Page Banner

United States Department of Agriculture

Agricultural Research Service

Research Project: ENGINEERING TOOLS FOR SAFE, EFFICIENT HYDRAULIC STRUCTURES AND CHANNELS

Location: Hydraulic Engineering Research

Title: Research and design of Renwick Dam stepped spillway

Authors
item Hunt, Sherry
item Kadavy, Kem

Submitted to: Meeting Proceedings
Publication Type: Proceedings
Publication Acceptance Date: February 25, 2008
Publication Date: May 12, 2008
Citation: Hunt, S., Kadavy, K.C. 2008. Research and design of Renwick Dam stepped spillway. In: Proceedings of the ASCE EWRI 2008 World Environmental & Water Resources Congress, May 12-15, 2008, Honolulu, HI. 2008 CDROM.

Interpretive Summary: The United States Department of Agricultural (USDA) Natural Resources Conservation Service (NRCS) has financially and technically assisted with the construction of nearly 11,000 small watershed dams in the U.S. Many of these structures will reach the end of their planned service life prematurely due to hazard classification changes directly related to the urbanization of the area surrounding the structure. To meet the dam safety requirements related to the change in hazard classification, the spillway often requires an increase in spillway capacity. NRCS expects 10% of their total structures to involve the design of roller compacted concrete (RCC) stepped spillway to address the needs of an increase in spillway capacity. Typical RCC stepped spillways for NRCS applications will be constructed on existing embankments where the downstream embankment face slope ranges from 2(H):1(V) to 4(H):1(V). Literature in this realm of stepped spillways is very limited. A specific study utilizing a two-dimensional, 1:8 scale physical model was conducted to evaluate the design flow in a 4(H):1(V) stepped spillway chute. Air entrainment was deemed insignificant for the design of the spillway training walls for this structure. Spillway drops ranging between 9.1 m to 12.2 m (30 to 40 ft) were tested with both stilling basin and riprap dimensions evaluated for dissipating the remaining flow energy. A spillway drop of 9.1 m (30 ft) spillway drop revealed undesirable flow conditions as the flow exited the stilling basin. A spillway drop of 9.8 m (32 ft) corrected the stilling basin performance and proved to be a viable design option. A spillway drop of 12.2 m (40 ft) indicated an alternative solution. The differences between the solutions were the dimensions of the stilling basin and the riprap necessary to protect the structure from failure. The ultimate design solution will depend on the feasibility of the design. This paper is intended to increase the knowledge and understanding of stepped spillways applied to relatively flat-sloped dam embankments and dimensioning of the energy dissipating stilling basin and associated riprap in the downstream channel.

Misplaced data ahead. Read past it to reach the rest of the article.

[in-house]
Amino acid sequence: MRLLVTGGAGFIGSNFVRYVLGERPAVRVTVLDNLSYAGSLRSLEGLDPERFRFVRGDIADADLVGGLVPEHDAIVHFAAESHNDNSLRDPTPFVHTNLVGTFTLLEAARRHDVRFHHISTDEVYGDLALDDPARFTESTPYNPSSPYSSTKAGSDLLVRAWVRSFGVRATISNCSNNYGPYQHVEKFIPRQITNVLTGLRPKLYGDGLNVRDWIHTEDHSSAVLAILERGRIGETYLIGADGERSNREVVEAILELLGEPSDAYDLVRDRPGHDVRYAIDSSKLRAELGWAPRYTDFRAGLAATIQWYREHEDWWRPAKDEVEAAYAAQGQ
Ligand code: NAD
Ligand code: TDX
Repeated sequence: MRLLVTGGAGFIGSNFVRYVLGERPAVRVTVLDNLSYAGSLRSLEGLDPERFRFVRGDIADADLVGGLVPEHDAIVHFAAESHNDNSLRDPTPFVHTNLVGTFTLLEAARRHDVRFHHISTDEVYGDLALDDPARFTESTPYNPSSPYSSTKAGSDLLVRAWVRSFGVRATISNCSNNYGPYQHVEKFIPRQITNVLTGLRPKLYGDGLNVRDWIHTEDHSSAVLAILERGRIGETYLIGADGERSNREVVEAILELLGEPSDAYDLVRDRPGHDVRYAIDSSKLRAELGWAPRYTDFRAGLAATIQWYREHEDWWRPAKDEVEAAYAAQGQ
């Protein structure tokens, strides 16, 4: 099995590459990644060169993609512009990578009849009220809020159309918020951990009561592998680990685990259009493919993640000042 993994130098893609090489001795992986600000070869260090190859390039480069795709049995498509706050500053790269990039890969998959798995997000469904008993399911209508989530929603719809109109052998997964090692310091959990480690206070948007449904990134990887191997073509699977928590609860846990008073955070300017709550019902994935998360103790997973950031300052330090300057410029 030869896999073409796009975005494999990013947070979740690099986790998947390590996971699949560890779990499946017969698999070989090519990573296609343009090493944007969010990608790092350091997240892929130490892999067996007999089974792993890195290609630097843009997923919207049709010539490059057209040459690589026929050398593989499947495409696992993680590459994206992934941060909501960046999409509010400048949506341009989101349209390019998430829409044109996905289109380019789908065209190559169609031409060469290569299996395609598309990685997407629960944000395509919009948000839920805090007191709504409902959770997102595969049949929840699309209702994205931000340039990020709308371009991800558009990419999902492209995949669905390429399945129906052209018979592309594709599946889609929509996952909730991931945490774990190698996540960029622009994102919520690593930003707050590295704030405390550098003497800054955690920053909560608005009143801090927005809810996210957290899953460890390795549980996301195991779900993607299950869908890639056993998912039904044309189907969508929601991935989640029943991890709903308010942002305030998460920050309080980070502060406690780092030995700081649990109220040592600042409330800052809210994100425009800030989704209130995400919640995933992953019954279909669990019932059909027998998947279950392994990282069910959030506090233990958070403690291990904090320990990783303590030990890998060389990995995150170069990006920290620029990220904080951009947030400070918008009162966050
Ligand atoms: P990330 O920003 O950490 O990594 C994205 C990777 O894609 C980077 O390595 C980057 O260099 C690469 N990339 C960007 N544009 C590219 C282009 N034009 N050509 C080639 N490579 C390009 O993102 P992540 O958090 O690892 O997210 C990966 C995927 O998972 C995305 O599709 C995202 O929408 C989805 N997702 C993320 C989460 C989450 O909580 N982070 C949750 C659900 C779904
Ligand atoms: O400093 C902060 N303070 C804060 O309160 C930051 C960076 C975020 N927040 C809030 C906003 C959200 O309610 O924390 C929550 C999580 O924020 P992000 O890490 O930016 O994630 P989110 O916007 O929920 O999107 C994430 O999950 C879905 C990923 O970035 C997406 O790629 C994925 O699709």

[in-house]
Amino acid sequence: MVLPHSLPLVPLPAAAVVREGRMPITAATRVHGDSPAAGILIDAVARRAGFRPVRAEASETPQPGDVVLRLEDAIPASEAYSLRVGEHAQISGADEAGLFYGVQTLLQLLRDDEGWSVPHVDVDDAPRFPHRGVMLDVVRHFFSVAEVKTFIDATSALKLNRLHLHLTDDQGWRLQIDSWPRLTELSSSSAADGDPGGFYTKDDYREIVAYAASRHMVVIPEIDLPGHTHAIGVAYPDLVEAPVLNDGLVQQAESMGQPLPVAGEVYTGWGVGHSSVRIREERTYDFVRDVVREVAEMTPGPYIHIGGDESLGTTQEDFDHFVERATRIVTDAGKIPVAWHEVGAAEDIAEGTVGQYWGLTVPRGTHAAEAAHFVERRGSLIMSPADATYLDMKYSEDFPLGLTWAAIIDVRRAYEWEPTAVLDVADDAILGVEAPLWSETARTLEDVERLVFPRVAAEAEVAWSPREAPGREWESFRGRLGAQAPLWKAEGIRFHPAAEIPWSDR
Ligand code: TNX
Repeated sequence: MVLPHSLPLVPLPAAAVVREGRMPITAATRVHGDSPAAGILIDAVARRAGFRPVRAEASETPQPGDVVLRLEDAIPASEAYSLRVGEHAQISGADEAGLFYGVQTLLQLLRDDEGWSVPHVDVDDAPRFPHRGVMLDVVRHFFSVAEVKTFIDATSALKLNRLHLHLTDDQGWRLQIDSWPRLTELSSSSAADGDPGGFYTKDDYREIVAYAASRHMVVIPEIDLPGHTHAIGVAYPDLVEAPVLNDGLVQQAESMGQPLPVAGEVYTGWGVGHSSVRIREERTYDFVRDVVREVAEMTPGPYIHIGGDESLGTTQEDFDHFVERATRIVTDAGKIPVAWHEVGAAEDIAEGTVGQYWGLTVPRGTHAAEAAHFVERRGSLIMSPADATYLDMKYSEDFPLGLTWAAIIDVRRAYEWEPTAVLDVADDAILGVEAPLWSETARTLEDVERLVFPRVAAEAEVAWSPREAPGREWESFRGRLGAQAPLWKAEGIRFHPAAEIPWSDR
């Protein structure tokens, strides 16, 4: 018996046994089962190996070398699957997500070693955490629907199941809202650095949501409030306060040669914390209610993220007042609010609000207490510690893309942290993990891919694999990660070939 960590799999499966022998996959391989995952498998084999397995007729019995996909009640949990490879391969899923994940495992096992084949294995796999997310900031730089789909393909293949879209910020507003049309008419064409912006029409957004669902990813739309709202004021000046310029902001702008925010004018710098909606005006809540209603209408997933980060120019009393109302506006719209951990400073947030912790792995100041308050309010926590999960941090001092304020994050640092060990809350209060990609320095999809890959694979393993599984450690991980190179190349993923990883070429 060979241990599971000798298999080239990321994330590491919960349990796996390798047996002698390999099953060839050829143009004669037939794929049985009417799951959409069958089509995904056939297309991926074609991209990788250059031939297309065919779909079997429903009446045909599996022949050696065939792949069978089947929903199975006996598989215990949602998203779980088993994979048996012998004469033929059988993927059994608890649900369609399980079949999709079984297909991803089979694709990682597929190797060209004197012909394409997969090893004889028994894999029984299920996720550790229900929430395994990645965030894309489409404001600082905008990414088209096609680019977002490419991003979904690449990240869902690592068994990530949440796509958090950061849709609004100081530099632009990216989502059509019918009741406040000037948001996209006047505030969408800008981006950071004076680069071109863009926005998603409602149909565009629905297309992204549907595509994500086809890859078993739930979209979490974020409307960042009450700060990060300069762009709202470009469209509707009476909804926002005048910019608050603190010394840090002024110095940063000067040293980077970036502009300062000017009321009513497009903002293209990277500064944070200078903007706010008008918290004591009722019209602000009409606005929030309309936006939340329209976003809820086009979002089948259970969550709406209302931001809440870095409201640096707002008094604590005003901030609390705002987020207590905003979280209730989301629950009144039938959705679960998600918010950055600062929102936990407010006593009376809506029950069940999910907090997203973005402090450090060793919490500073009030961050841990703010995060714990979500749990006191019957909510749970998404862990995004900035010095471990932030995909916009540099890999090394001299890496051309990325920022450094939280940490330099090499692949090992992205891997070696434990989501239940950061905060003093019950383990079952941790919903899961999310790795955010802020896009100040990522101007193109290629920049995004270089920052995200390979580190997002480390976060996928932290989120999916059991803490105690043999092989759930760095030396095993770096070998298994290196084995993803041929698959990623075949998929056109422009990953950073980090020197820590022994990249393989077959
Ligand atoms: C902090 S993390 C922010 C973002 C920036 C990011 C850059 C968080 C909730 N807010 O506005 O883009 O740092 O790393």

Technical Abstract: The United States Department of Agricultural (USDA) Natural Resources Conservation Service (NRCS) has financially and technically assisted with the construction of nearly 11,000 small watershed dams in the U.S. By 2017, half of these structures will reach the end of their planned service life due to age, and others will need rehabilitation prematurely due to hazard classification changes as a result of urbanization and alterations in land use and topography. In many cases, spillways have inadequate spillway capacities. Approximately 10% of the 11,000 NRCS assisted structures are expected to have roller compacted concrete (RCC) stepped spillways to increase the spillway capacity of the existing structure. Typical RCC stepped spillways for NRCS applications will be constructed on existing embankments where the downstream embankment face slope ranges from 2(H):1(V) to 4(H):1(V). Literature in this realm of stepped spillways is very limited. A specific study utilizing a two-dimensional, 1:8 scale physical model was conducted to evaluate the design flow in a 4(H):1(V) stepped spillway chute and the effects air entrainment has on the design of the spillway training walls and stilling basin dimensions. Water surface and bed profiles were collected during testing. Observations show that the air entrainment inception point for relatively short spillway chute drops up to 12 m (40 ft) is expected near the bottom of the spillway chute for prototype flows higher than 7.0 m2/s (75 cfs/ft). For these flows, air entrainment is not expected to influence the design of the training walls significantly especially under high tailwater conditions. Spillway drops from 9.1 m to 12.2 m (30 to 40 ft) were tested with both stilling basin and riprap dimensions evaluated for dissipating the remaining flow energy. For the 9.1 m (30 ft) spillway drop, the stilling basin required to dissipate the remaining energy was approximately 36% longer than the stilling basin required for the 12.2 m (40 ft) spillway drop. Additionally, the end sill for the energy dissipating stilling basin for the 9.1 m (30 ft) spillway drop was 2 times the height required for the 12.2 m (40 ft) spillway drop. Yet, the hydraulic performance of the stilling basin for the 9.1 m (30 ft) spillway drop was undesirable, so the spillway was further tested with a drop height of 9.8 m (32 ft). This paper is intended to increase the knowledge and understanding of stepped spillways applied to relatively flat-sloped dam embankments and dimensioning of the energy dissipating stilling basin and associated riprap in the downstream channel.

Last Modified: 8/30/2014
Footer Content Back to Top of Page